The value of an education has never been higher. GPA requirements for college admissions are rising, while schools are looking for students who are “well-rounded” and involved in just about everything. There’s more pressure than ever for students to succeed in school. But, do all these requirements leave any time for sleep?
Students often turn to alternative substances to have enough energy just to get through the day. From excessive caffeine intakes to turning to “study drugs” to stay awake, students are putting themselves at risk to achieve academic excellence. Both habits are dangerous and could be potentially life threatening for students.
We met up with Dr. Kelli Stringer of Huntsville Hospital who shared some information with us on the importance of sleep for students and the dangers of developing addictions to substances used to stay awake.
Dr. Stringer says, “The use of those without a physician is generally completely not advised…Those substances will harm you, they will change the chemicals in your brain and the way your brain works.”
She advises that parents keep a close eye on their child’s sleeping habits. Consider asking them about school and help come up with ways that work for the whole family to decompress and relieve stress. Sometimes pressure to achieve at home can fuel these dependencies on caffeine and even drugs such as Adderall, Ritalin or other drugs without a prescription.
She says, “As parents, just kind of keep a pulse on what your children are doing and if you see signs or symptoms that their behavior is becoming more erratic, or you’re finding things that may indicate that they’re using substances go straight to your health care provider.”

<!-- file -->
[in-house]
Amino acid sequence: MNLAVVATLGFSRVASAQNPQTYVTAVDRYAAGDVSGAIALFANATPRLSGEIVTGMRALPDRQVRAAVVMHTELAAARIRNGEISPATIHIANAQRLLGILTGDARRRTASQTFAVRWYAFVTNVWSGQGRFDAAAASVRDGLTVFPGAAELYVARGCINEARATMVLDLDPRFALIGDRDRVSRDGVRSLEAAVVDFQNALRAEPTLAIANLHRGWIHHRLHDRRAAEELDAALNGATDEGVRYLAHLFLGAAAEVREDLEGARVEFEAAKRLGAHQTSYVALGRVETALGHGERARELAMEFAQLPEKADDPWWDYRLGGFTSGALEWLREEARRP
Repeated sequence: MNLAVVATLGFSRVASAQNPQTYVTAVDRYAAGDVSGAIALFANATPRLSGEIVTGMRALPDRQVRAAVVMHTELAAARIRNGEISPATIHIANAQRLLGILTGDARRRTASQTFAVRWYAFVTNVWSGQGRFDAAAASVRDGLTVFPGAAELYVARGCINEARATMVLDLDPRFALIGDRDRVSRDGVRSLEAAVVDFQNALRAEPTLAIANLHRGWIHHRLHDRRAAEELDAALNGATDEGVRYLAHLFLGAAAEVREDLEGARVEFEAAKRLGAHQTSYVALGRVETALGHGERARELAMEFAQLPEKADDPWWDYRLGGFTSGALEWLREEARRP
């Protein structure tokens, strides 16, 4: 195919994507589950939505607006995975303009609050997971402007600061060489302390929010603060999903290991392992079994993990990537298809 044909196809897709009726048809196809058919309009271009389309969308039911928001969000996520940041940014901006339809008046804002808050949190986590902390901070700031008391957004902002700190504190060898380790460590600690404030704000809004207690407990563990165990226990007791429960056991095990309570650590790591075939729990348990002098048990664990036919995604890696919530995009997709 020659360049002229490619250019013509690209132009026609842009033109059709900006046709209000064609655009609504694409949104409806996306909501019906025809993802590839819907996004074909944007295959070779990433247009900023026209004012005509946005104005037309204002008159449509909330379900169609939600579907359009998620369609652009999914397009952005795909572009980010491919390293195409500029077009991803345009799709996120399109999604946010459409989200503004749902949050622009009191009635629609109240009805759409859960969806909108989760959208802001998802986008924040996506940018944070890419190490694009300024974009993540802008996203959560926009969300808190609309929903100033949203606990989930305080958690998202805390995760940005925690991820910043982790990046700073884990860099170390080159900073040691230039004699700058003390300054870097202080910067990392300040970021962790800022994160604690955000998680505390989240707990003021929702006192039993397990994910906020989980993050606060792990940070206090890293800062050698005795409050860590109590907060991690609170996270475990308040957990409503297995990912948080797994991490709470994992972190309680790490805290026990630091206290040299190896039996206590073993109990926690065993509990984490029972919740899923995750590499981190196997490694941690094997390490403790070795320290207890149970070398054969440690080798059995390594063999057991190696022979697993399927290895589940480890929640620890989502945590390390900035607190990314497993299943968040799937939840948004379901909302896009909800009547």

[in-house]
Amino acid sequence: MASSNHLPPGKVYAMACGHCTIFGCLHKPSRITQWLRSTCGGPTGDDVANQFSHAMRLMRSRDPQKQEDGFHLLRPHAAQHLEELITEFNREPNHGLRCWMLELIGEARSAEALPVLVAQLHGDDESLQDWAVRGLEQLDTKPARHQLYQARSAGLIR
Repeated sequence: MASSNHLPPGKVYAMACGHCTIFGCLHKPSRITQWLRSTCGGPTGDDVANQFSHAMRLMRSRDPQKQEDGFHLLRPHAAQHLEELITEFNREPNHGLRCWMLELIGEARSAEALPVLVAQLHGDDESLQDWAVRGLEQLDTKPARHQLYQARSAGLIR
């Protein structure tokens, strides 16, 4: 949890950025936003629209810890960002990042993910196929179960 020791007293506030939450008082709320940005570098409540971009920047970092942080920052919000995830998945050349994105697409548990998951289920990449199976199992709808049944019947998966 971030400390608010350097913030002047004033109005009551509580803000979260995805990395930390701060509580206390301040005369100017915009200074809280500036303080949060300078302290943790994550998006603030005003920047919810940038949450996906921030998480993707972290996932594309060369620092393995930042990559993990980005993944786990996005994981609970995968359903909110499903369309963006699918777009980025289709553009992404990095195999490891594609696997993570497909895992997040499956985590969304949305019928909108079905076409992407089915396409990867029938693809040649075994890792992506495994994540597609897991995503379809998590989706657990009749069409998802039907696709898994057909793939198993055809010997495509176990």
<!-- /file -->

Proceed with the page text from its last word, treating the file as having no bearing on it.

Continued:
She also advises parents to not overlook a problem with caffeine in their children. Because we consume it daily, and caffeine is so commercialized, we often overlook the dangers of consuming too much. Don’t encourage your children to stay awake by pouring them a cup of coffee or handing them an energy drink. It’s also not a good idea to give it to them to help them get up for school.
Dr. Stringer says,“I would say, before high school there really doesn’t need to be any caffeine involved. As they get older you can allow some. But, be very cautious about how much you allow your children to have.”
If you notice that your child may be abusing substances in order to stay awake, be sure to seek medical assistance immediately.